Database file size after repair/recreation (1000x bigger)

I was testing Duplicati ability to restore database (to be sure it is working :slight_smile: ). Good news is, it is working.

But the original DB file was 420 KB big, but after restore the DB file is 420 MB. Is ti expected behaviour? Why is this happening? Is there any way to shrink it back to 420 KBs?

For info my backup is around 130 GBs with 15 versions (smart retention, oldest is 8 months old).

Thank you for any info/help :slight_smile:

EDIT: Tried vacuum, it only shrinked the file to 395 MB.

Welcome to the forum @Foqala

Seems way too tiny. At default 100 KB blocksize, that job’s database has to track 1.3 million blocks of 130 GB backup, and also hold every pathname (with deduplication across versions and for duplicated folders).

Unusual situations might be able to track 130 GB in 420 KB, but it would need quite big files and blocksize.

How the backup process works gets into this. Did you keep the old database so you can compare to new?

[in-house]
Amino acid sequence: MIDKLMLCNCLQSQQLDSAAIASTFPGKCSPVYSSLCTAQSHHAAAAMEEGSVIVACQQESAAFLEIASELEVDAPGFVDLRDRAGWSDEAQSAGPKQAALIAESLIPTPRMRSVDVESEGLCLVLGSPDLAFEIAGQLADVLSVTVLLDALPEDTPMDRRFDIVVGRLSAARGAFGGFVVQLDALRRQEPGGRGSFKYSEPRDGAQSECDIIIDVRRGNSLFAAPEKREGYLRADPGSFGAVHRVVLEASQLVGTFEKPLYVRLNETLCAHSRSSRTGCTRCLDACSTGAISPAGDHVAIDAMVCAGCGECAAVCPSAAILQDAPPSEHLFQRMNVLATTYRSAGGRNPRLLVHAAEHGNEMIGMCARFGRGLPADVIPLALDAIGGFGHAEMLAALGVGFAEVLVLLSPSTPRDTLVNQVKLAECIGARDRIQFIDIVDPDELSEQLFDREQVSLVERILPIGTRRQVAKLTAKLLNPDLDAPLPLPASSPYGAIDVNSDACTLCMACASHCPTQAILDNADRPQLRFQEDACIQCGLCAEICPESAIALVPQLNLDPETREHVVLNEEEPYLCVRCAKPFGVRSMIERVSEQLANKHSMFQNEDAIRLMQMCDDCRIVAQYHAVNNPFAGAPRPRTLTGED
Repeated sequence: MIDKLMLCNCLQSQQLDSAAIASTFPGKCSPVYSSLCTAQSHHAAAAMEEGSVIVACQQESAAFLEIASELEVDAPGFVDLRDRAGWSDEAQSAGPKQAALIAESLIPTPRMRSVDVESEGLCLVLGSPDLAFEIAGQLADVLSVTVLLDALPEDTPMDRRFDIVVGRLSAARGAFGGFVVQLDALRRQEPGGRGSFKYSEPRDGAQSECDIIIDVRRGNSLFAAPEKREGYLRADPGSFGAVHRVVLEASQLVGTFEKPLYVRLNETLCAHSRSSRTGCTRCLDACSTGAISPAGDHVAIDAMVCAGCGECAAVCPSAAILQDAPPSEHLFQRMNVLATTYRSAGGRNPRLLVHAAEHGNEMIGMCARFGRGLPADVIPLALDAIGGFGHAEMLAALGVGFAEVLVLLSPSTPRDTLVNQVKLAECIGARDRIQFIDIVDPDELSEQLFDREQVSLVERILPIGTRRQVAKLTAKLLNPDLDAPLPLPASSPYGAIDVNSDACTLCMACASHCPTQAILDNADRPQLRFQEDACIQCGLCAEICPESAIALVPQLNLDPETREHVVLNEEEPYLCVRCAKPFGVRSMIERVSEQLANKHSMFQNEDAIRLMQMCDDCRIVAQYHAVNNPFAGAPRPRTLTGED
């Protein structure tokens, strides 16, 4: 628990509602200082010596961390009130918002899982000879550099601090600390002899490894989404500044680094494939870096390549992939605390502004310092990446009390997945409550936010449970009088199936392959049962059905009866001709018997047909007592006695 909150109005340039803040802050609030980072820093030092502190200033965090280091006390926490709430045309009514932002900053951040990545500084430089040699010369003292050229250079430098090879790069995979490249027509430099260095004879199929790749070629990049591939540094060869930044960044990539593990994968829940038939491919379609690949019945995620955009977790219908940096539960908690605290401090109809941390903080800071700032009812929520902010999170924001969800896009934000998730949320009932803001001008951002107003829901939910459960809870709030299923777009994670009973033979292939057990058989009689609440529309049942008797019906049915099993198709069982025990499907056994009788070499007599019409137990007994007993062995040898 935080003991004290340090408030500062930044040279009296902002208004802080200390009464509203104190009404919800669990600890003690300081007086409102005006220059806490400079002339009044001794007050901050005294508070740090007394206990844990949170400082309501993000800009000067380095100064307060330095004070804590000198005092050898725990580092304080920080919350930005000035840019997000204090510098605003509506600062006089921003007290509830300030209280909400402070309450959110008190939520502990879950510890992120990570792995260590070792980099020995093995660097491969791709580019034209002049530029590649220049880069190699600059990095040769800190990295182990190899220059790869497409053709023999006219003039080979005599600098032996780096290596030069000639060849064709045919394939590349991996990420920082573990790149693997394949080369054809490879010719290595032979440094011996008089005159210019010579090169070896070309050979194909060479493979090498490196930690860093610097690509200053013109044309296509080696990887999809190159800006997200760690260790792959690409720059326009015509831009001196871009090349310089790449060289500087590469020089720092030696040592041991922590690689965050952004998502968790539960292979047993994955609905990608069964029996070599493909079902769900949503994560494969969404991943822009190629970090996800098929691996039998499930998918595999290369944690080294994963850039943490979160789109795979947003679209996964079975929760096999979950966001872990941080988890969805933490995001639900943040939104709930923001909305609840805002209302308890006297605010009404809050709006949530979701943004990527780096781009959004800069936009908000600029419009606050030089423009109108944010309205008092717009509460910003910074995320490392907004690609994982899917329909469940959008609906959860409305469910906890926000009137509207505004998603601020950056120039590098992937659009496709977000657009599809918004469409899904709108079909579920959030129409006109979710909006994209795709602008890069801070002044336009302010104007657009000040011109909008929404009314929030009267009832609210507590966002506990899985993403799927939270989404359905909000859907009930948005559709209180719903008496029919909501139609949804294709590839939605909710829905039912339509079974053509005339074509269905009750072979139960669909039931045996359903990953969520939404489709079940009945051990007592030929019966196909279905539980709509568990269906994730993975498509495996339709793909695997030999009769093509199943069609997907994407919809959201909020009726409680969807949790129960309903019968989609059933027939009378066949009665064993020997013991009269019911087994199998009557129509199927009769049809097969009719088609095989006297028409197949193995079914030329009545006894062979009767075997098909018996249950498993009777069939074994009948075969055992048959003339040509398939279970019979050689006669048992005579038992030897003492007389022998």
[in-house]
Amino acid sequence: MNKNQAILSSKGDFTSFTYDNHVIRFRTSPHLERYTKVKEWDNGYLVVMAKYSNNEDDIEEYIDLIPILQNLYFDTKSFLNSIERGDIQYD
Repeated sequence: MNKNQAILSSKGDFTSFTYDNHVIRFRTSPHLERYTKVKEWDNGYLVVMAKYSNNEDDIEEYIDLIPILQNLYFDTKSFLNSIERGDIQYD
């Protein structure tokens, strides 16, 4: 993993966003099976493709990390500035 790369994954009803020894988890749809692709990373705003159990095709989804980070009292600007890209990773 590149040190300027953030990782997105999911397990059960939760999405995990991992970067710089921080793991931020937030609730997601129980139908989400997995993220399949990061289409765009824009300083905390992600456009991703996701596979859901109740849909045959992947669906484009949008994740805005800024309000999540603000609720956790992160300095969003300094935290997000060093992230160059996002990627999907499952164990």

Beyond mere size, one can also look at these with DB Browser for SQLite or similar to check the content.

Could have been bad news if it did not, so it’s safer to keep the old database until you prove the Recreate.
I actually considered putting in a request for enhancement on that, but developers are scarce these days.
If there are any people out there who could help with code, test, docs, support, etc., it would be wonderful.

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thanks a lot for answer. Yeah, the DB Browser was good idea. It seems I had (for some reason) a bad version of the database (the original one - 420 kb). It was basically empty. But I had older backups and there is correct one (420 MBs). So it was probably all my mistake when I was messing with backups and databases :slight_smile:

And regarding the DB backups, this is mainly testing setup, where I was “trying” to broke it to see, what to expect from Duplicati. But so far it is the best and most reliable backup solution I tried :slight_smile:


If you have an interest in trying to break it, the Duplicati project could benefit greatly from those who can do that while keeping enough logs and other notes that it can be studied, reproduced, and possibly fixed by developers.

I’m pleased to hear your good results compared to others tried. Duplicati isn’t perfect, but I suspect none are…